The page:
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Shake Up Democratic Insiders

November 14, 2002|Kenneth S. Baer | Kenneth S. Baer, former senior speechwriter to Vice President Al Gore, is the author of "Reinventing Democrats: The Politics of Liberalism from Reagan to Clinton" (University Press of Kansas, 2001).

The Democratic Party's clamor for new leadership may bring fresh faces to the Sunday morning talk shows, but it won't bring the change the party needs.

In this age of highly individualized and televised politics, the keepers and crafters of a political party's ideology, agenda and strategy are neither congressional nor party leaders but a loose group of consultants, pollsters and strategists. Although they hold no elected office, these operatives have more influence on who runs and how they run than anyone with a fancy title.

Only by shaking up the make-up of this group of insiders will the Democratic Party get the fresh thinking needed to awaken it from its intellectual slumber.

Political consulting as a full-time profession began to flourish in the wake of the 1972 reforms that replaced the party's smoke-filled rooms with primaries as the way to choose a party's nominees. This not only increased the importance of individual candidates but boosted the power of those with the specialized knowledge of how to run a modern campaign.

In time, political consultants became the new party bosses.

That doesn't mean that the national parties became irrelevant. Rather, the advent of unregulated soft money transformed the parties into vast holding companies of campaign cash. With money comes influence, and the national party committees are able to steer candidates to Beltway consultants of their choosing and intervene directly with polling and advertising developed by these advisors. This has democratized professional political advice, giving the rookie congressional candidate the same access to experienced strategists that a three-term senator has.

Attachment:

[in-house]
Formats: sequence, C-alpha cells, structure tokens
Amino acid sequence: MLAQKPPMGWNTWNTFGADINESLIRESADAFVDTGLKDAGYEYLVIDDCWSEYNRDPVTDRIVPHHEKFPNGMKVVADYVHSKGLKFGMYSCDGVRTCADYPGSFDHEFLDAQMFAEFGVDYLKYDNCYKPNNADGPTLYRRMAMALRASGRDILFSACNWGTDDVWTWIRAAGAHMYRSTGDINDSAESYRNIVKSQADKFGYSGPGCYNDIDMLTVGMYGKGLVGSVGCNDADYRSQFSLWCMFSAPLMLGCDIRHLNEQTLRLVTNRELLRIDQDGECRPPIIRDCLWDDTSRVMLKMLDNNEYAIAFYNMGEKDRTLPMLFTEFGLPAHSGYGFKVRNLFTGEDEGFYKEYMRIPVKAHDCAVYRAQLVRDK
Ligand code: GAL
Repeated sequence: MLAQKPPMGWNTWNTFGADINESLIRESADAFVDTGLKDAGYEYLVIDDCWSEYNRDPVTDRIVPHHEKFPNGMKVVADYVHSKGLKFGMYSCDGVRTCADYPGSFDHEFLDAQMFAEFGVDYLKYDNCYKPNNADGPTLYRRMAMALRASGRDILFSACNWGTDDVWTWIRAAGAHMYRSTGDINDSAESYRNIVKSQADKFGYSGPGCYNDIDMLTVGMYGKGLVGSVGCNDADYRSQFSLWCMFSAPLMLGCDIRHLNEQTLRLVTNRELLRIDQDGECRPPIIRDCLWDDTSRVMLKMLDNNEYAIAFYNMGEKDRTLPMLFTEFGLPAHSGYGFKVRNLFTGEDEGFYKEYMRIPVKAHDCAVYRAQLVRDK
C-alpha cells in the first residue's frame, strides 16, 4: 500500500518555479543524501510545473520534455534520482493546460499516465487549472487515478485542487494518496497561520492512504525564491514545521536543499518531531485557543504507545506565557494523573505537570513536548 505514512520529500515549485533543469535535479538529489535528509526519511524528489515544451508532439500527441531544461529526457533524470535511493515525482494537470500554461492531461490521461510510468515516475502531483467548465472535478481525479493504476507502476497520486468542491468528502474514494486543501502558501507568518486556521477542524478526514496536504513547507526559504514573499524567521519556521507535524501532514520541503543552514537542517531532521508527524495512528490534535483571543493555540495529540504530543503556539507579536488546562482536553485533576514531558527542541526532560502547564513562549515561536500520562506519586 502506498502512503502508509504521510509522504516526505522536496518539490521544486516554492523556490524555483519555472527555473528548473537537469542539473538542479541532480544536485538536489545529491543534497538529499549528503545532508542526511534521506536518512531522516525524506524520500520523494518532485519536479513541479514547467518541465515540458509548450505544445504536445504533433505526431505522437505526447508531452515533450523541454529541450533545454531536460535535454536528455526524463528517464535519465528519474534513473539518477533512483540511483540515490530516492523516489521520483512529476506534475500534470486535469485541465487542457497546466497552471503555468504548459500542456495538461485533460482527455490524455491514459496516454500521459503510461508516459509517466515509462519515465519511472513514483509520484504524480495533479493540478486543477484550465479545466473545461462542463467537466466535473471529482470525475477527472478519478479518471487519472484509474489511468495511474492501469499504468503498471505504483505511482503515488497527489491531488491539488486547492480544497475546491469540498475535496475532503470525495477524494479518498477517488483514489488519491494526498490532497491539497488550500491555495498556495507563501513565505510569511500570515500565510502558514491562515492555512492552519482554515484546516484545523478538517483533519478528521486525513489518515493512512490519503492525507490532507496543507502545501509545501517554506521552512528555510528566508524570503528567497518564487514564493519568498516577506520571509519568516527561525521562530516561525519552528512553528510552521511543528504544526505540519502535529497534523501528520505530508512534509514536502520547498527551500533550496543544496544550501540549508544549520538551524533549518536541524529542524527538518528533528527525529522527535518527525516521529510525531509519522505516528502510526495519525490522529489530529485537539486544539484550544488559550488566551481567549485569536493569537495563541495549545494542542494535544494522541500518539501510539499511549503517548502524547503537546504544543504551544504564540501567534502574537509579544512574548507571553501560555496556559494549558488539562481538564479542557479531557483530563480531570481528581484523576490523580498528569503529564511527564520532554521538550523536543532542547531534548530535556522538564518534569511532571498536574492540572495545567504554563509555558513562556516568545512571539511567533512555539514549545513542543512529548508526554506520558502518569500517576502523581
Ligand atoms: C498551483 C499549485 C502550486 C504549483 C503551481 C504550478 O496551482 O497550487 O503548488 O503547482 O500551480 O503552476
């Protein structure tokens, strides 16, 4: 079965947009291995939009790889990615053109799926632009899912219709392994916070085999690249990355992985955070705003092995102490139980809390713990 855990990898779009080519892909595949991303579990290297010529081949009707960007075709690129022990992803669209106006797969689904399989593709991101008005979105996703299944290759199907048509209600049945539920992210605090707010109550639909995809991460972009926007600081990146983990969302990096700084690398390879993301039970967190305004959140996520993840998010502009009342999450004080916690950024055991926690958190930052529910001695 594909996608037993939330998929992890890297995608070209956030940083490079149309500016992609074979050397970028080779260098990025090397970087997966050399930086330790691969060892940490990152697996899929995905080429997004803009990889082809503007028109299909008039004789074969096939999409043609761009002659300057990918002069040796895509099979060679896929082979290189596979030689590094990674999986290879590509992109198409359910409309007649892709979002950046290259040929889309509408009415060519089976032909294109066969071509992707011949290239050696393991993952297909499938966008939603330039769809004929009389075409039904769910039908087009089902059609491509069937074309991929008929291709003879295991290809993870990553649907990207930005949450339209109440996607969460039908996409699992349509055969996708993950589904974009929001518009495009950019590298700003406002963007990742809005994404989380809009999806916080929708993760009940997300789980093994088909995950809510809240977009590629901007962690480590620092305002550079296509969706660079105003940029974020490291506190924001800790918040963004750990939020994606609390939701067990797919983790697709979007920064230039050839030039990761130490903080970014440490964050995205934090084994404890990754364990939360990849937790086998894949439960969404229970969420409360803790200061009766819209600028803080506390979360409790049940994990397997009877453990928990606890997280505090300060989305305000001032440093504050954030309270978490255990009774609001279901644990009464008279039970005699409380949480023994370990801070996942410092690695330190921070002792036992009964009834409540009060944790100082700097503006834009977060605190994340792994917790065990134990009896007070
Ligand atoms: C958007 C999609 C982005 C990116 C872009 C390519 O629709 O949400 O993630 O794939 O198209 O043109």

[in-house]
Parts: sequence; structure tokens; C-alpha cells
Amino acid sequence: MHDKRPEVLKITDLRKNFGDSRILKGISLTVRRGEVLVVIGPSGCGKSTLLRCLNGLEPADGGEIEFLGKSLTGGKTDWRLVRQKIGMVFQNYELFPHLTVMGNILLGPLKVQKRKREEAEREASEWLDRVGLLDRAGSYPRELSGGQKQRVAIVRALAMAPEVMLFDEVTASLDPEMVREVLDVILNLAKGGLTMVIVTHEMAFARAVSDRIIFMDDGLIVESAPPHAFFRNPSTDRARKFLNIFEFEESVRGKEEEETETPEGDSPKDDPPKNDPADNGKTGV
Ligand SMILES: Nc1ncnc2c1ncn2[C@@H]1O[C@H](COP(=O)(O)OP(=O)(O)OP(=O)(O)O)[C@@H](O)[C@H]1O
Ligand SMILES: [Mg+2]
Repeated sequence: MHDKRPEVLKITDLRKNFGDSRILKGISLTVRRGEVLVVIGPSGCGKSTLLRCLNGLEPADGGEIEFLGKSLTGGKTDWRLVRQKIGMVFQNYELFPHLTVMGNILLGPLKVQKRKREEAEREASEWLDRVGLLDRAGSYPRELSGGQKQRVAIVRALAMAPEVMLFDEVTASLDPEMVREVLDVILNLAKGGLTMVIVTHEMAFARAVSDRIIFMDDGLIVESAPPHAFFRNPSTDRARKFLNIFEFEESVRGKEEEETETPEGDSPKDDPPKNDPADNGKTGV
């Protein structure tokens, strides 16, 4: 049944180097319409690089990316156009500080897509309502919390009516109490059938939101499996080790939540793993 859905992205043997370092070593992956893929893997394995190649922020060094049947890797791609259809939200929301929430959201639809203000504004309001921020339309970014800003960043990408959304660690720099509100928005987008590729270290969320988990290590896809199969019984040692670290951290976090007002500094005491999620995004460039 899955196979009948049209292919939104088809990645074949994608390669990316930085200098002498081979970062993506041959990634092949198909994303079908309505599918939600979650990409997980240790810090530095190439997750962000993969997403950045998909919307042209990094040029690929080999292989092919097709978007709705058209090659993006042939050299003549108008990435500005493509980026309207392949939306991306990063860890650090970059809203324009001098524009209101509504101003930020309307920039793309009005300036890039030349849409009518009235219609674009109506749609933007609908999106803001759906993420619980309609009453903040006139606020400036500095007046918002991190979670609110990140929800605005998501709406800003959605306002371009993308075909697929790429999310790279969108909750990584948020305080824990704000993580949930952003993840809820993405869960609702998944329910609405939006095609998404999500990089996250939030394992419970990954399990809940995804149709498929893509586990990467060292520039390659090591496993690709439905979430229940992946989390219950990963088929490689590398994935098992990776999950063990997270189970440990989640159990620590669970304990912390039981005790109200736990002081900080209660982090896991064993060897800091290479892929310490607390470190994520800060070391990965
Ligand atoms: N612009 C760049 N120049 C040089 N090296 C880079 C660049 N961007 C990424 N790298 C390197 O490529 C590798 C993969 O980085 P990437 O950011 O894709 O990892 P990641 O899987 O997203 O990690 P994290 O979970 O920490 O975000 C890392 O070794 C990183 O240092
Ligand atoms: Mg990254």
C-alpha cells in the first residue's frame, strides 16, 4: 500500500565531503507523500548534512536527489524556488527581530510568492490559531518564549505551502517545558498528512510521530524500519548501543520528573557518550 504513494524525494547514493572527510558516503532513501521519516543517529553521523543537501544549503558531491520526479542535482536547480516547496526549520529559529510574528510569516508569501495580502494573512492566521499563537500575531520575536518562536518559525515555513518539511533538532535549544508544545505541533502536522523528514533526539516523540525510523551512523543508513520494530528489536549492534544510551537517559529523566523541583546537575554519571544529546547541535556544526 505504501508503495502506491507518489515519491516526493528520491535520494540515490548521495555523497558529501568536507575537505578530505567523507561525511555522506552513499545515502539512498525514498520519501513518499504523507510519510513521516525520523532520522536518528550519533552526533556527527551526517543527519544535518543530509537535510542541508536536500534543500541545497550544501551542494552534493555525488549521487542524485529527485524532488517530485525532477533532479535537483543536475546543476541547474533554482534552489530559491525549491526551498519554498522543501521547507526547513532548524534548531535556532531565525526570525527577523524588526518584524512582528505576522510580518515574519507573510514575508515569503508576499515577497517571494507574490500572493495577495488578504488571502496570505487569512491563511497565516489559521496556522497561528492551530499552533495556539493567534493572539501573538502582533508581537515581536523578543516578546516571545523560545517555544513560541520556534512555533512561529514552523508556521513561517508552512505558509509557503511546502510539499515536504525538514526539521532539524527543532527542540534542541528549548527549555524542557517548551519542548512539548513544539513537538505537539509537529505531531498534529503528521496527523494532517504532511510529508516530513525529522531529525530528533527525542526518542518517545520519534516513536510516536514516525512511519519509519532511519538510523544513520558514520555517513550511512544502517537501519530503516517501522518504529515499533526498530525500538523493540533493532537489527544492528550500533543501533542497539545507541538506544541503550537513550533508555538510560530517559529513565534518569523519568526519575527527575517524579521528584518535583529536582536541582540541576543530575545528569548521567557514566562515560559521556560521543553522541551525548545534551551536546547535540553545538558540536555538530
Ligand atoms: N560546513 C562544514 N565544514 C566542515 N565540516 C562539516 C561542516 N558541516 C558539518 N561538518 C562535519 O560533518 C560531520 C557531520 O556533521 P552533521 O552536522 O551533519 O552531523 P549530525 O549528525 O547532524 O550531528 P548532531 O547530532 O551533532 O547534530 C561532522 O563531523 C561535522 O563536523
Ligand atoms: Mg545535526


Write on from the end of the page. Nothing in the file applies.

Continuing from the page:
Yet this nationalization of political strategy has its drawbacks, entrenching those with long winning records and stifling the rise of strategists with new ideas from beyond the Beltway.

It is these outsiders who challenge the prevailing ways of doing business and score the big victories for their parties. In this year's elections, it explains why Democrats did so well in gubernatorial races, winning statehouses not only in Pennsylvania, Illinois and Michigan but also in Republican Oklahoma and Wyoming. Although gubernatorial candidates use nationally known consultants, they always have at the table other strategists from within their state who not only have local knowledge but also a perspective not skewed by the myopic world of Washington.

The same goes for the most successful presidential campaigns of the modern era. The masterminds who orchestrated the rise of George W. Bush -- Karl Rove, Karen Hughes and media man Mark McKinnon -- all are Texans, none of them considered to be in the top tier of Republican operatives even three years ago.

When the Clinton campaign hired James Carville and Paul Begala, they were just getting noticed for engineering Harris Wofford's stunning victory in the 1991 Pennsylvania Senate special election. Pollster Stan Greenberg was a political scientist known more for his analysis of Reagan Democrats in Macomb County, Mich., than the few winning candidates he advised. Ronald Reagan relied on his California crew, and Jimmy Carter's improbable victory in 1976 was put together by an almost entirely Georgian team, along with the brash young pollster Pat Caddell.

The Democratic Party suffers today because its last infusion of new blood and new ideas happened in 1992. Since then, welfare reform has removed race from anti-poverty debates. We have lived through a cycle of recession, prosperity and recession. The electorate has changed significantly, moving to the exurbs, investing in the stock market and becoming more nonwhite. The terrorist threat has pushed foreign affairs back to one of the top concerns of voters.

Yet Democrats are waging campaigns that are stuck in a time warp. This year's mantra of protecting Social Security and fighting for a prescription drug benefit has been overused for so long that it has been rendered meaningless.

The only way to get voters to pay attention is for the Democratic Party to put together a compelling reason for why its values and vision for the future best fit the challenges and realities Americans face today. The first step is opening the door to the present-day smoke-filled rooms in Washington and letting in a fresh breeze of new ideas and new thinkers.

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